Authorities in the eastern border town of Narva say they hope to move a controversial World War Two-era tank monument by or on August 20.
The city government said that it aims to carry out this action on its own and without state involvement, but must first get the green-light from the city legislature, which is meeting next Monday to form a committee tasked with overseeing the process.
August 20 also happens to be Restoration of Independence Day in Estonia.
Deputy chair of Narva council Natalia Umarova told ETV news show "Aktuaalne kaamera" (AK) that: "We are relying on the Local Government Organization Act," in making the decision.
"The [council] session must be announced four days before it takes place. We will stick to that deadline, hence the session being held on Monday, and we will comply with the law. We cannot do anything ahead of the council's decision," Umarova continued.
The city's mayor, Katri Raik, told AK that: "We certaily all understand that there are differing opinions regarding the Narva tank, and not every 'Stanislav' or 'Oleg' is ready for the removal of this tank, nor are they prepared to guard this tank either. We have to understand that."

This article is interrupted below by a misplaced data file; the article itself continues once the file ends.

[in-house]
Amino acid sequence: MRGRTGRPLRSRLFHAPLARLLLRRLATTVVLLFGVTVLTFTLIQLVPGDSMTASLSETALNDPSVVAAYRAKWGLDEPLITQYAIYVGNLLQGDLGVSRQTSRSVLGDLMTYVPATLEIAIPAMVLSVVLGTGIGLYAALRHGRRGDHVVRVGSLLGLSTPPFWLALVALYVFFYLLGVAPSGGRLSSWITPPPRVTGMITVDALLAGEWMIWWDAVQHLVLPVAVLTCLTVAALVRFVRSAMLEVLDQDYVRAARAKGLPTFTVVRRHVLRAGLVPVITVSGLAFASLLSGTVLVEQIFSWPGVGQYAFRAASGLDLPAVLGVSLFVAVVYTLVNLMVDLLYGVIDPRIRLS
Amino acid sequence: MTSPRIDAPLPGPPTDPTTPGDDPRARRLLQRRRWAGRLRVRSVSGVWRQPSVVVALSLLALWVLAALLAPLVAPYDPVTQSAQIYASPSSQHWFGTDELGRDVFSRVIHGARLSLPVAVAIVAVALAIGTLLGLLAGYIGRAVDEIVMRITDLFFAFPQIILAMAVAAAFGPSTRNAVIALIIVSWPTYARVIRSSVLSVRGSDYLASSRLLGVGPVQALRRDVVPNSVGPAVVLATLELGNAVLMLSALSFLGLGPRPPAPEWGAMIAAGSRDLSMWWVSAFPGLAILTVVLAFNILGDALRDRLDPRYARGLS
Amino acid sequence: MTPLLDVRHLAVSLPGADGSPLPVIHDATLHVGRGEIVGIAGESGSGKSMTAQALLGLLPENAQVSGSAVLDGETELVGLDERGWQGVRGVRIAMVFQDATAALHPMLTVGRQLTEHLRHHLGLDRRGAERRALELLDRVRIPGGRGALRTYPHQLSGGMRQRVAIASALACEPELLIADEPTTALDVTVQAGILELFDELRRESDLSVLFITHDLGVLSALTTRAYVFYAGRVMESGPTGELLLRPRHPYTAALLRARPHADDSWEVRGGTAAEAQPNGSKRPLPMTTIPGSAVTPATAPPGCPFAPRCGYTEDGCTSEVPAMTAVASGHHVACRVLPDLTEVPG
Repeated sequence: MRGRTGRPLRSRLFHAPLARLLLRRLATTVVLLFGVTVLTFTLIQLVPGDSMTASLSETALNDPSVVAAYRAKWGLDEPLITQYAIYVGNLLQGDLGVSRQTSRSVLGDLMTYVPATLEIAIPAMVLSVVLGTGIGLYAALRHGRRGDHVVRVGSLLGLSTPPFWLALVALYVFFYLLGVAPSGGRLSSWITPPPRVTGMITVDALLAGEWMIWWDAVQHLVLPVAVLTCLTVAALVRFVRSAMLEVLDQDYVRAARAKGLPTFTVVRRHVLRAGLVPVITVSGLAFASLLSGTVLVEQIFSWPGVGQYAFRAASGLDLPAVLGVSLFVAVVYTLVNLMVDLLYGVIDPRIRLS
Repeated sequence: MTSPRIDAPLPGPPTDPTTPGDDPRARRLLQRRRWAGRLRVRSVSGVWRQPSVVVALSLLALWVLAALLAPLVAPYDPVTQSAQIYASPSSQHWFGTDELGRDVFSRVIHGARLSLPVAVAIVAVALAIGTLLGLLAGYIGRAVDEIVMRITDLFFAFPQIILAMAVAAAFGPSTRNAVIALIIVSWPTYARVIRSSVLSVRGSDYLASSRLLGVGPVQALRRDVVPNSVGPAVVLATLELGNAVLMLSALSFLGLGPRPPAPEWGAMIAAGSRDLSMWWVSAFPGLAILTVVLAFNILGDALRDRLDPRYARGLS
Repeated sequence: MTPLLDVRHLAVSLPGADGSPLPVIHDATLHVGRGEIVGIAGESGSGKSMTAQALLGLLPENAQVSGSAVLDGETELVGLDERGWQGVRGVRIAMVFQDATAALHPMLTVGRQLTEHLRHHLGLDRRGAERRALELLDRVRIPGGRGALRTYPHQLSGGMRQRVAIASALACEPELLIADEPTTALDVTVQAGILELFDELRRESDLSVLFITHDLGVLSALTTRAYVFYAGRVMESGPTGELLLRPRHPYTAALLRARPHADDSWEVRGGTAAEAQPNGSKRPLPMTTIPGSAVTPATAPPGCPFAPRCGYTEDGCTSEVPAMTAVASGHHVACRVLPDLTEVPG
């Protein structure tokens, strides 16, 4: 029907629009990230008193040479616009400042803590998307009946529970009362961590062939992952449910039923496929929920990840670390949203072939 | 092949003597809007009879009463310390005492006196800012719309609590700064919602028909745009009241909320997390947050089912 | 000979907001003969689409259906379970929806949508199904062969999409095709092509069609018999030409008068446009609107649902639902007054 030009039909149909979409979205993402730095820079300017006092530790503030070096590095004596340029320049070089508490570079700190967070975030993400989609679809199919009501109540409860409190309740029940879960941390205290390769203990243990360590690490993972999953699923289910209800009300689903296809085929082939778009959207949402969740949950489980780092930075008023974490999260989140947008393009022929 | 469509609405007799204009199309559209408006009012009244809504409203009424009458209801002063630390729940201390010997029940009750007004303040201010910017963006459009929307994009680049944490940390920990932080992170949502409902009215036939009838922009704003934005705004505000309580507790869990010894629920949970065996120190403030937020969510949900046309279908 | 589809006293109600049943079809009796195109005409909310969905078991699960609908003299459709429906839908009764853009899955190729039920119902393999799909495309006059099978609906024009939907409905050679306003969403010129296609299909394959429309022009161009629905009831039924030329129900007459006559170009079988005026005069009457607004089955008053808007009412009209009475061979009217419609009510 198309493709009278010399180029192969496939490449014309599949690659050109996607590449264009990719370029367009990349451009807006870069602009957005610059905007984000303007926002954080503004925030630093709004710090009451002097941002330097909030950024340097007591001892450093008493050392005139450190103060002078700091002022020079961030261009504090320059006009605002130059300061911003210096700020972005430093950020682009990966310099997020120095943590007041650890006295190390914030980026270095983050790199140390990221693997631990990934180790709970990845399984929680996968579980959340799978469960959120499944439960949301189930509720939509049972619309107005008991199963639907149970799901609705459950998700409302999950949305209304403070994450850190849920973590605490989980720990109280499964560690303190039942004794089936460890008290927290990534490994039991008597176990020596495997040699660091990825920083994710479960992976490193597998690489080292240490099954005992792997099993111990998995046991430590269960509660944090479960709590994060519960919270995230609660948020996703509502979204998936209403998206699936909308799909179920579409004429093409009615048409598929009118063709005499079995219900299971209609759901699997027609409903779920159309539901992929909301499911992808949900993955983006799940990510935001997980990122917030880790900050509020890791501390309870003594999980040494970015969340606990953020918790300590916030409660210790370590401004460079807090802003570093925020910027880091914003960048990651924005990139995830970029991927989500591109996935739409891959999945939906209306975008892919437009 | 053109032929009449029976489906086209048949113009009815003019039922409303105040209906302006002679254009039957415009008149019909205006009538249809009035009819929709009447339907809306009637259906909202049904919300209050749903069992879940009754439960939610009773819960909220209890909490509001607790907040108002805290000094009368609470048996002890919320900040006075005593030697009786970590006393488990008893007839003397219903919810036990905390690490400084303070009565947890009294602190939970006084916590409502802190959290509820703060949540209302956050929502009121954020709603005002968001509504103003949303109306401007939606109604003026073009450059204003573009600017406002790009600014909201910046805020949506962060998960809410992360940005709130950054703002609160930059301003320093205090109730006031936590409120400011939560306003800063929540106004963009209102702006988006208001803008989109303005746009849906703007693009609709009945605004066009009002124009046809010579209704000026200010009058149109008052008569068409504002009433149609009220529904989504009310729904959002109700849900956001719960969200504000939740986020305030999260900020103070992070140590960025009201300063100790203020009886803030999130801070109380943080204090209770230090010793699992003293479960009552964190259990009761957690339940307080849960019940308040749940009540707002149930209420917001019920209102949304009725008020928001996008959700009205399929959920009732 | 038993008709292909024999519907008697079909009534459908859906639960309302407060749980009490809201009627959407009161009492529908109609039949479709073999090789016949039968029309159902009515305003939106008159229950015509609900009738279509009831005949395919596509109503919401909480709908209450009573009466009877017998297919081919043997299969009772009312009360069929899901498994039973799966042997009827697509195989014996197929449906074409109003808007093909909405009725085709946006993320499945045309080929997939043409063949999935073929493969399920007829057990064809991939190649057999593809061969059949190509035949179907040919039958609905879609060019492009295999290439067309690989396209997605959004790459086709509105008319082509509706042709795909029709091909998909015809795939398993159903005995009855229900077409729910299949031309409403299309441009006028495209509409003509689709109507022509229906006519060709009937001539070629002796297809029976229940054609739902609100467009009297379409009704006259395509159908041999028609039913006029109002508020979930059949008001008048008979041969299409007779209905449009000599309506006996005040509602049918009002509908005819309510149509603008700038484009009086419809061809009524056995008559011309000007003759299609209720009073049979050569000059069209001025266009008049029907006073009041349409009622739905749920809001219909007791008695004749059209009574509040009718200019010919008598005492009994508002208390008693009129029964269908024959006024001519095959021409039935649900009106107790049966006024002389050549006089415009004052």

Narva's population is overwhelmingly Russian-speaking and the tank, actually a replica T-34 situated just north of the city, was a popular gathering spot even before the recent controversy.
As to the removal, Raik said: "We really want to do this as soon as possible pending the council's decision. Indeed, it is my hope that as of August 20, the tank will not be standing where it is today and that its removal will have taken place peacefully, without disruptions, and with public consciences more-or-less placated."
X said that all the represented parties and groups at the city council – Raik's electoral list are in office together with Eesti 200 in a city formerly a stronghold of the Center Party, not in opposition – are unanimous on the removal of the tank and the timescale and manner in which this will be done.
The tank will reportedly be placed in temporary, safe storage, watched over by security cameras, before it is moved once again to its permanent home, likely in a museum.
Russia's invasion of Ukraine from February 24 has brought such monuments and memorials into the public view, with several edifices nationwide having been moved, or in some cases vandalized.
Under current law, monuments such as the Narva tank, which do not have human remains interred nearby as an integral part of the memorial, are a matter for local government, while the state rules on those which do contain graves.
Nonetheless Mayor Raik had appealed for state support in the matter last week, subsequently saying that the decision was for the city alone.
Prime Minister Kaja Kallas (Reform) has consistently said that the monument should be removed as soon as possible.
Editor: Andrew Whyte, Merili Nael